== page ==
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After the Crisis, The East Asian Dollar Standard Resurrected: An Interpretation of High Frequency Exchange Rate Pegging

  • Ronald I. McKinnon

    (Stanford University)

For more than a decade before the great crisis of 1997-98, East Asian countries pegged "softly" to the U.S. dollar. In the period of currency chaos from mid 1997 through 1998 with exchange depreciations in eight East Asian countries, massive deflationary pressure in dollar terms which was unleashed in the whole East Asian region. Surprisingly, however, the post-crisis exchange rate regime in 1999 into 2000 again exhibits high frequency pegging to the dollar much like the pre-crisis regime. In 1999-2000, there was (is) a "honeymoon" effect where short-term rates of interest in the crisis economies remained unusually low so that hot money flows were temporarily muted. But this honeymoon will end as the crisis recedes in time. Finally, I explore how the informal "rules of the game" under which the East Asian dollar standard operates might be improved to (1) lengthen the term structure of finance-including exchange rate obligations-to make the system more resilient, and (2) tighten bank regulation so as to reduce moral hazard in international capital flows.

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Paper provided by Hong Kong Institute for Monetary Research in its series Working Papers with number 042001.

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Length: 39 pages
Date of creation: May 2001
Date of revision:
Handle: RePEc:hkm:wpaper:042001
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  1. Barry Eichengreen & Ricardo Hausmann, 1999. "Exchange rates and financial fragility," Proceedings - Economic Policy Symposium - Jackson Hole, Federal Reserve Bank of Kansas City, pages 329-368.
  2. Guillermo A. Calvo & Carmen M. Reinhart, 2000. "Fixing for Your Life," NBER Working Papers 8006, National Bureau of Economic Research, Inc.
  3. Ronald I. McKinnon & Kenichi Ohno, 1997. "Dollar and Yen: Resolving Economic Conflict between the United States and Japan," MIT Press Books, The MIT Press, edition 1, volume 1, number 0262133350, June.
  4. Graciela L. Kaminsky & Carmen M. Reinhart, 1996. "The twin crises: the causes of banking and balance-of-payments problems," International Finance Discussion Papers 544, Board of Governors of the Federal Reserve System (U.S.).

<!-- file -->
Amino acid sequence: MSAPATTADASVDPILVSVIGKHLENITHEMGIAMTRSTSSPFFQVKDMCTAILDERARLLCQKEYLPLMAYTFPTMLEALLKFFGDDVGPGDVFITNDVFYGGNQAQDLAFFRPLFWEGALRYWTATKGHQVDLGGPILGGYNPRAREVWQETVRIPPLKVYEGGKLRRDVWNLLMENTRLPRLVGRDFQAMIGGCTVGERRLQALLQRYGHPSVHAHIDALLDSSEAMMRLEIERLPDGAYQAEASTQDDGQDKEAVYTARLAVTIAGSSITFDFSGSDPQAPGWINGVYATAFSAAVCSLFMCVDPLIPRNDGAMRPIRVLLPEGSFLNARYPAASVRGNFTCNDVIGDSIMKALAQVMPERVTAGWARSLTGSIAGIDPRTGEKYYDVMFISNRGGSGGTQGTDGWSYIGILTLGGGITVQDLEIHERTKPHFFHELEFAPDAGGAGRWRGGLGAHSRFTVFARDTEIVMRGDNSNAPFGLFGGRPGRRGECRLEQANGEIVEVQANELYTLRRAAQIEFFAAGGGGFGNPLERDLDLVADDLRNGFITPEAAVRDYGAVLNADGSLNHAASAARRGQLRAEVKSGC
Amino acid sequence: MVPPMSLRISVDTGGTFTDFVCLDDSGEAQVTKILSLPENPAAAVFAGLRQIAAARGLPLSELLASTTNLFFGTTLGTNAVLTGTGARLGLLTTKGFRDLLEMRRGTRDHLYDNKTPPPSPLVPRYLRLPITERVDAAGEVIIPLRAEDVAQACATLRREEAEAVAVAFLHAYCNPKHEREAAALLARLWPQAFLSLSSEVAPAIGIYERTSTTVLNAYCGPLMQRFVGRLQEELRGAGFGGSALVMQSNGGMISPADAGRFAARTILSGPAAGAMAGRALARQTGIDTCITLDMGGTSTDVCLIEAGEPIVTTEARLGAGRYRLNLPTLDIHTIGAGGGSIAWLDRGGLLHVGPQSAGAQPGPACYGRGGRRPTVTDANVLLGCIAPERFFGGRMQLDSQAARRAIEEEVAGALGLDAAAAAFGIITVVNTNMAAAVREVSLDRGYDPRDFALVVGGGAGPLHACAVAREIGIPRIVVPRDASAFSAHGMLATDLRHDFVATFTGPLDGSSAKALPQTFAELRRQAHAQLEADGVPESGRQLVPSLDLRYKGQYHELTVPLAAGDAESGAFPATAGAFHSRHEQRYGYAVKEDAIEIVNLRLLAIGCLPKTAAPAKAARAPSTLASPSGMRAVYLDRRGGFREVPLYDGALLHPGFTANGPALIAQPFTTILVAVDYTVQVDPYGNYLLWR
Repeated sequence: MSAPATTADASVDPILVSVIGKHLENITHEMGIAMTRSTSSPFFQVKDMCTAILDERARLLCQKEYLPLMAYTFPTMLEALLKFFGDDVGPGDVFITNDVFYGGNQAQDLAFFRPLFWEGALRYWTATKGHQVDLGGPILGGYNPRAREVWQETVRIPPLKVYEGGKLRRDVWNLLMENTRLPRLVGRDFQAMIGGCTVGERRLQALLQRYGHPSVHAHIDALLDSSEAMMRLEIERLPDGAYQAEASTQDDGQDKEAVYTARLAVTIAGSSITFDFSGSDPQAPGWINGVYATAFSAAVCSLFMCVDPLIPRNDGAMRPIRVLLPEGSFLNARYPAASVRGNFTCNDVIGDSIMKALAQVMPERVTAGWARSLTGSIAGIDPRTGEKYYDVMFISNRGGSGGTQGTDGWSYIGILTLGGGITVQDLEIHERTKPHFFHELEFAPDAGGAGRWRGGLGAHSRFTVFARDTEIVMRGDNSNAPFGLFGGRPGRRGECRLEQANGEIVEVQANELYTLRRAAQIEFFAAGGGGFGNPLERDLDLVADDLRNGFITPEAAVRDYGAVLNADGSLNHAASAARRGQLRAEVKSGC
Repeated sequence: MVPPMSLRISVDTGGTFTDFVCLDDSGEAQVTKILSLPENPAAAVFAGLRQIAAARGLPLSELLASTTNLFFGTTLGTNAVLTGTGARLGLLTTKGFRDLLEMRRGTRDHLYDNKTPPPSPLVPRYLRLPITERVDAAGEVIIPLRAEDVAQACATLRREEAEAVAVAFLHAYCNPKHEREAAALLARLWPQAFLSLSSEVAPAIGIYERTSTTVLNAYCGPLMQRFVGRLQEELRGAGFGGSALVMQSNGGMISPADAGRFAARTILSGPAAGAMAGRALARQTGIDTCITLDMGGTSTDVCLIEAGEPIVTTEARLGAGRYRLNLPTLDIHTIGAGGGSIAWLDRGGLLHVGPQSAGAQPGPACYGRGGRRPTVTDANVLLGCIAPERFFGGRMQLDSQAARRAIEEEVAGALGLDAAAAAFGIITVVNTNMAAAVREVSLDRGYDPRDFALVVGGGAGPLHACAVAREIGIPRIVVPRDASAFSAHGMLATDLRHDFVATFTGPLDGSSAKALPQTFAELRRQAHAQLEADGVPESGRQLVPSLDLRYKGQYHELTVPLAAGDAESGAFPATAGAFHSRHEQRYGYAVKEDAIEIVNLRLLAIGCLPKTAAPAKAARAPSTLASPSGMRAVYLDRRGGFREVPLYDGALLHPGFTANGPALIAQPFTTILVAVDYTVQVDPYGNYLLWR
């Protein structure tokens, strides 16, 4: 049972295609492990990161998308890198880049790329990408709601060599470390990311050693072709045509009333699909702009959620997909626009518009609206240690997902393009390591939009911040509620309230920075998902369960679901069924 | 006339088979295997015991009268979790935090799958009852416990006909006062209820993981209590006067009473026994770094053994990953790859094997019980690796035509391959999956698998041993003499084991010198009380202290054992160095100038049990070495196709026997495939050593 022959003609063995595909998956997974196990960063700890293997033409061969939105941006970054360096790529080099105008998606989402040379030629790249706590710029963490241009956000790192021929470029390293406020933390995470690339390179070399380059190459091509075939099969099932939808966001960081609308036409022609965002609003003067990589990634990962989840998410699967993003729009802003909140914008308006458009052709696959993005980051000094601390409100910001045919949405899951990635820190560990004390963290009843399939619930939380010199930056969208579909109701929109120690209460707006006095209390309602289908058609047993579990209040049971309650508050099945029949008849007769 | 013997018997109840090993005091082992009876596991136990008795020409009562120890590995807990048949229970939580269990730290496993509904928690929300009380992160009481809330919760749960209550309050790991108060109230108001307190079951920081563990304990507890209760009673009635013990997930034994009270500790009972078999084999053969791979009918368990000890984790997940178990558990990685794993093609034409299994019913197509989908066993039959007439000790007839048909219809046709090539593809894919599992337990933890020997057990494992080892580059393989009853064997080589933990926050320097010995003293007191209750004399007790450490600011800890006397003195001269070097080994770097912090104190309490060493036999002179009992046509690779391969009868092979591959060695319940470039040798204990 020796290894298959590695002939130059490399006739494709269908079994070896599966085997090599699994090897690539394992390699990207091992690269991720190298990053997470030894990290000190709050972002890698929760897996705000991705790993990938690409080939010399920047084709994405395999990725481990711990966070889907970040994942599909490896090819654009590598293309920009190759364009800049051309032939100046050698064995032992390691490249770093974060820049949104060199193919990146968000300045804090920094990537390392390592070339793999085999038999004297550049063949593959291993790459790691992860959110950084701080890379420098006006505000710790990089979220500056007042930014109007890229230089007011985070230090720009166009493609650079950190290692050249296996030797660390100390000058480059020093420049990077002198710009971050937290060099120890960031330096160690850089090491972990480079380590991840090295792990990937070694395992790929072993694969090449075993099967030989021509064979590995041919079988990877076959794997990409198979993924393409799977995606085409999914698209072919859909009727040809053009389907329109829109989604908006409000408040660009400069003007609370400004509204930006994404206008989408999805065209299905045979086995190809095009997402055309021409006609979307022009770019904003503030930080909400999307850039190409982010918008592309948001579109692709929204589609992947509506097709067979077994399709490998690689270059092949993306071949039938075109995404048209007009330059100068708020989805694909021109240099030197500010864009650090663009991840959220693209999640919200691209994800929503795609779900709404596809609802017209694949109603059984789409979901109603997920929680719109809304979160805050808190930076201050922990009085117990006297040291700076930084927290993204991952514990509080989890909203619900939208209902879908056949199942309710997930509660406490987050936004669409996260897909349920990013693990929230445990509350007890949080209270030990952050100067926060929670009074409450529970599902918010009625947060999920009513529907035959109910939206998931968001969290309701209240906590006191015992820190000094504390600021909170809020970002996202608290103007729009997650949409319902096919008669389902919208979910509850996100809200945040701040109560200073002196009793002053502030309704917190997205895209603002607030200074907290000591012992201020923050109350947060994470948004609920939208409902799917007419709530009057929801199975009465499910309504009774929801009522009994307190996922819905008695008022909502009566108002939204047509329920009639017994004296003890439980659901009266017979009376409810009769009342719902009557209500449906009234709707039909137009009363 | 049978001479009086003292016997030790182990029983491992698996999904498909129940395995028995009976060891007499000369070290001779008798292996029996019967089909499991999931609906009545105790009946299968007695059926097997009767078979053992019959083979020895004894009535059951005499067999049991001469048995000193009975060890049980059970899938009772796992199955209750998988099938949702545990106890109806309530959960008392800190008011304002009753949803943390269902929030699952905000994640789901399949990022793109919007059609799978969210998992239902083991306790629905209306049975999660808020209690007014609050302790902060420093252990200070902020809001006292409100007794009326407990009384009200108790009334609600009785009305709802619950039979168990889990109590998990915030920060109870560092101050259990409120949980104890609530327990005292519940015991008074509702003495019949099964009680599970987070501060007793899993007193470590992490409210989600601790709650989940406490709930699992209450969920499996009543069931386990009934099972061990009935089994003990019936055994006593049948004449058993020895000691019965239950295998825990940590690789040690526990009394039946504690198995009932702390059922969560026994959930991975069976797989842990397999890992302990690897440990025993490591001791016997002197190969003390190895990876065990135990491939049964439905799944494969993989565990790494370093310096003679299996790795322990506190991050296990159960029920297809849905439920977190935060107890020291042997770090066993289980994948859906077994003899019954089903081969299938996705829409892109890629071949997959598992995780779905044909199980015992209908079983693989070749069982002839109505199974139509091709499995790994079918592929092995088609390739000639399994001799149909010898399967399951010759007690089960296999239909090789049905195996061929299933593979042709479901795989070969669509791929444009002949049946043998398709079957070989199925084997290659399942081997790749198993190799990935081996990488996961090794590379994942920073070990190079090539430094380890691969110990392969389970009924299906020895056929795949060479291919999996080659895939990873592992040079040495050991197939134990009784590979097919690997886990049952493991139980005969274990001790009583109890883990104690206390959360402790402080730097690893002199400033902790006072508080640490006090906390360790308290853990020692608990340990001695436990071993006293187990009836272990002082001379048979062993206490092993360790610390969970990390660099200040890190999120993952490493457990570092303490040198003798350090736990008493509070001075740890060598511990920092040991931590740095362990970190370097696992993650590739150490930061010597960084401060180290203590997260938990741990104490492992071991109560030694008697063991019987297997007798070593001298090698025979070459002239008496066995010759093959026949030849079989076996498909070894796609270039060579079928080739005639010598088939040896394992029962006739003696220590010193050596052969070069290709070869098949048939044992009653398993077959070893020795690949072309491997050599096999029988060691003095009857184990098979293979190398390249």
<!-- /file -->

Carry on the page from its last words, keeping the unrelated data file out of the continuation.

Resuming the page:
5. Taylor, John B., 1993. "Discretion versus policy rules in practice," Carnegie-Rochester Conference Series on Public Policy, Elsevier, vol. 39(1), pages 195-214, December.
  6. Takatoshi Ito & Eiji Ogawa & Yuri Nagataki Sasaki, 1999. "How Did the Dollar Peg Fail in Asia?," NBER Working Papers 6729, National Bureau of Economic Research, Inc.
  7. Guillermo A. Calvo & Carmen M. Reinhart, 2000. "Fear of Floating," NBER Working Papers 7993, National Bureau of Economic Research, Inc.
  8. Reinhart, Carmen, 2000. "The mirage of floating exchange rates," MPRA Paper 13736, University Library of Munich, Germany.
  9. Ronald I. McKinnon, 1996. "The Rules of the Game: International Money and Exchange Rates," MIT Press Books, The MIT Press, edition 1, volume 1, number 0262133180, June.
  10. Carmen M. Reinhart, 2000. "Mirage of Floating Exchange Rates," American Economic Review, American Economic Association, vol. 90(2), pages 65-70, May.
  11. Ronald I. McKinnon & Huw Pill, 1996. "Credible Liberalizations and International Capital Flows: The "Overborrowing Syndrome"," NBER Chapters, in: Financial Deregulation and Integration in East Asia, NBER-EASE Volume 5, pages 7-50 National Bureau of Economic Research, Inc.
  12. Kawai, Masahiro & Akiyama, Shigeru, 2000. "Implications of the currency crisis for exchange rate arrangements in emerging East Asia," Policy Research Working Paper Series 2502, The World Bank.
  13. Kydland, Finn E & Prescott, Edward C, 1977. "Rules Rather Than Discretion: The Inconsistency of Optimal Plans," Journal of Political Economy, University of Chicago Press, vol. 85(3), pages 473-91, June.
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